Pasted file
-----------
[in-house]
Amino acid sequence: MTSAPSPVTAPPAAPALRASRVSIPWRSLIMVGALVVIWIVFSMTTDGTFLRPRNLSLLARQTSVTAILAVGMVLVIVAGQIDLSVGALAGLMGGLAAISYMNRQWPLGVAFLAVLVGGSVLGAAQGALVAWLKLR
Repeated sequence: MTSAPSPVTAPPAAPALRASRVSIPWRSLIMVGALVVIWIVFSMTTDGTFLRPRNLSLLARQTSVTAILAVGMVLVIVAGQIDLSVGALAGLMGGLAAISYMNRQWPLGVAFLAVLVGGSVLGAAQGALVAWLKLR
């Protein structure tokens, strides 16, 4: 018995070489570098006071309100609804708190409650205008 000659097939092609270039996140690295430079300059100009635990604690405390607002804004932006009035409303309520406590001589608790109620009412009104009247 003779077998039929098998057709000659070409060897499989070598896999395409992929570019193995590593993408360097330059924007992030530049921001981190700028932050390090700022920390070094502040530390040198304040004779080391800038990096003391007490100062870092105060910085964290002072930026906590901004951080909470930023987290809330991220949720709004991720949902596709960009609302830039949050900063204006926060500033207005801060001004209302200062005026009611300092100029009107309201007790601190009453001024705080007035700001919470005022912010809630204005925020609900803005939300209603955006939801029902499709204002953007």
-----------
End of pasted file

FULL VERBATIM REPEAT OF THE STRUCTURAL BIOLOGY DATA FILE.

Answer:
[in-house]
Amino acid sequence: MTSAPSPVTAPPAAPALRASRVSIPWRSLIMVGALVVIWIVFSMTTDGTFLRPRNLSLLARQTSVTAILAVGMVLVIVAGQIDLSVGALAGLMGGLAAISYMNRQWPLGVAFLAVLVGGSVLGAAQGALVAWLKLR
Repeated sequence: MTSAPSPVTAPPAAPALRASRVSIPWRSLIMVGALVVIWIVFSMTTDGTFLRPRNLSLLARQTSVTAILAVGMVLVIVAGQIDLSVGALAGLMGGLAAISYMNRQWPLGVAFLAVLVGGSVLGAAQGALVAWLKLR
């Protein structure tokens, strides 16, 4: 018995070489570098006071309100609804708190409650205008 000659097939092609270039996140690295430079300059100009635990604690405390607002804004932006009035409303309520406590001589608790109620009412009104009247 003779077998039929098998057709000659070409060897499989070598896999395409992929570019193995590593993408360097330059924007992030530049921001981190700028932050390090700022920390070094502040530390040198304040004779080391800038990096003391007490100062870092105060910085964290002072930026906590901004951080909470930023987290809330991220949720709004991720949902596709960009609302830039949050900063204006926060500033207005801060001004209302200062005026009611300092100029009107309201007790601190009453001024705080007035700001919470005022912010809630204005925020609900803005939300209603955006939801029902499709204002953007």